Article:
As our car bumps along the winding drive towards Warramba, a sandstone country cottage in the Greater Blue Mountains region, a jean-clad woman pushing a wheelbarrow comes into view, her brow shining with perspiration.
Raising her arm in acknowledgment, she gestures us to park next to the sheds, before hurrying up to welcome The Australian Women's Weekly to her home.
"We've got enough wine and toilet paper if anyone wants to stay for a while," she laughs, swatting away flies and offering to open a bottle in honour of our arrival.
It's an unexpected first meeting with a woman we're more used to seeing in a full face of make-up and decked out in designer duds.
But for Sunrise star Edwina Bartholomew, this is the new normal and one she's relished since welcoming her first child, Molly, three months ago.
Along with her husband Neil Varcoe, 38, and brand new baby, Edwina, 36, has been hunkered down in recent days at their family farm in the Greater Blue Mountains region. And it couldn't have come at a better time.
Since making her grand entrance just a few days before Christmas, Molly has born witness to some of the most extraordinary events to grip the world in recent history.
From the horrific summer bushfires, which almost took the property we stand on today, to the COVID19 pandemic which, as we arrive, has yet to escalate to self-isolation, it's been a time of stress and panic for us all.
But amongst the chaos Edwina and Neil have found comfort in Molly, in their farm, in their country community and in each other.
"It's been such a strange summer to become a new parent," Edwina reflects now, picking up Molly for a cuddle.
"But I've found it really comforting that, when the world is chaotic outside, the day to day of being a mum doesn't change.
"No matter who you are or where you live or what you do for a living, the experience of loving a baby is universal. We are changing nappies, worrying about sleep, cleaning up baby dribble. It's the same for everyone."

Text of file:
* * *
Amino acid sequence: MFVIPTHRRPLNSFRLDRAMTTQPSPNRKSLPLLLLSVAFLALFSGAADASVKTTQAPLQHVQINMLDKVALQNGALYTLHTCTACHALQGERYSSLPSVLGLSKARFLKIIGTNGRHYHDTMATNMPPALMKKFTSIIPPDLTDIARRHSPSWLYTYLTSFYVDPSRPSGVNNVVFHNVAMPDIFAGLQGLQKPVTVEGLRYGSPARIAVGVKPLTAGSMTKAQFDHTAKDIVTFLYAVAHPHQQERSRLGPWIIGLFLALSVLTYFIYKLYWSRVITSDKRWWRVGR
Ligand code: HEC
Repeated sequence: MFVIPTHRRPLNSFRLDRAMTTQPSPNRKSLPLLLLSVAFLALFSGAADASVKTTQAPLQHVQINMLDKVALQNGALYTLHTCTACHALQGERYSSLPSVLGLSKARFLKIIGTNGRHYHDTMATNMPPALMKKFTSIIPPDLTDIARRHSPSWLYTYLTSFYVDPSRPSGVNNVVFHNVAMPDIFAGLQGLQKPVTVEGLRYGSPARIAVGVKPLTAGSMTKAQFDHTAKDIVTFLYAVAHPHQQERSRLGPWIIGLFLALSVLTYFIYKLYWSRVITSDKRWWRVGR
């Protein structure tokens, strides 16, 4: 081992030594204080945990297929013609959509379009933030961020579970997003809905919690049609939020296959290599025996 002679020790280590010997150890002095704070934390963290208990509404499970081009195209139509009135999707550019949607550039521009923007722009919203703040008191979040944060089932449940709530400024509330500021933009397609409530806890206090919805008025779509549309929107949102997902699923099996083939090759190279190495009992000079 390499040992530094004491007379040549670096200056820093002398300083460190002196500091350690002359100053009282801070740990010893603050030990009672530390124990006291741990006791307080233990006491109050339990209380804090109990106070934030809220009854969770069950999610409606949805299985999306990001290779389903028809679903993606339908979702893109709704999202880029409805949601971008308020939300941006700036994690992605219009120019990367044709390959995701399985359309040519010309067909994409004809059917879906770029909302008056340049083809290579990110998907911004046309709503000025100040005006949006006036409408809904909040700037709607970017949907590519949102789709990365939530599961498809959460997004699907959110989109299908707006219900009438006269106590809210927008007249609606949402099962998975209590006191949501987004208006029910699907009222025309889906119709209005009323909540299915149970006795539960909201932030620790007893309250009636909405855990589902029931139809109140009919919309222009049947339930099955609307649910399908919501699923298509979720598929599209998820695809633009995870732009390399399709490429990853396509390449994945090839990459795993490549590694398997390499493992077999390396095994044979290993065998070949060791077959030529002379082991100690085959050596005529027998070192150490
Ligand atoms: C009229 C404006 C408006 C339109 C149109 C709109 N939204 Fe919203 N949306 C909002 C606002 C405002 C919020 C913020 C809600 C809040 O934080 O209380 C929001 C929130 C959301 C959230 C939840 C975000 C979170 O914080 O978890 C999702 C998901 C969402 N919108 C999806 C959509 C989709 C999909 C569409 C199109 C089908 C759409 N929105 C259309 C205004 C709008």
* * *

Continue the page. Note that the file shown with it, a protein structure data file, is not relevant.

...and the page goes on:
"There are days when it's tough or it's isolating and you're not quite sure what you're doing – and I'm sure that will continue for many years to come," she says.
"Certainly I found the first few weeks completely intense and I was underprepared for it. I found the whole thing very overwhelming. But then… I just feel like I sorted it out a bit."
"And you have this innate sense that what you're doing must be right because she's happy, she's healthy and she's thriving. And that's a nice sense of confidence to have."
Starting a family was always on the cards for the pair but, says Edwina, she was nervous that, at 35, she wouldn't fall pregnant easily."
To her relief, not only was Molly conceived without a hitch, the pregnancy itself was "brilliant", apart from one surprising side effect: the knock to her body confidence.
WATCH BELOW: Edwina announces her pregnancy live on Channel 7's Sunrise. Story continues after video.
Edwina's bump started to show early, which led to a frenzy of tabloid speculation about the pregnancy; a nightmare for any 35-year-old mother-to-be wanting to wait for the 12-week mark to announce their coming arrival.
Add in the pressure she was putting on herself to fit the glamourous TV mould and she felt increasingly uncomfortable over the changes pregnancy was making.
"I struggled with the way my body changed and with putting on weight in such a public way," she says candidly.
"I've never been a small size, and whereas other women tend to pop out the front, I felt like I popped out everywhere.
"So I'd be lying to say I didn't feel kind of vulnerable at times because of that. I think I just felt insecure because I guess everyone on TV is supposed to look a certain way and I felt like my body was changing."
"Even though it was a wonderful thing, I found it hard to squeeze into tiny outfits and even tinier shoes."
It wasn't the first time she'd felt a lack of confidence over her natural curves but, she admits, it hit harder than she anticipated.
Today there's a new pressure added – the pressure to lose the pregnancy weight ahead of her return to work later this year.
It would induce anxiety in anyone, not least someone whose every lump and bump is endlessly dissected by the viewing public.
But Molly is playing a vital part in keeping her calm. Now, Edwina says, she is simply concerned with eating well and looking after herself because, as a breastfeeding mum, "I'm really conscious that what I'm eating, she's eating too."
Not only that, she's wanting to make sure her daughter picks up healthy values – and that includes a healthy respect for herself and the wonderful things her body is capable of.
The other day, Edwina shares, she was critically analysing her post-baby body in the mirror when she caught Molly, wide-eyed and happily gurgling, looking up at her.
"She is too young to appreciate what she is looking at but it made me realise I have to be so careful," Edwina reminds herself.
"Daughters so often emulate their mother's body image and behaviour. I want her to grow into a confident, kick-arse female and that process starts with me."
To read the rest of our article with Edwina, buy the May issue of The Australian's Women's Weekly, on sale now.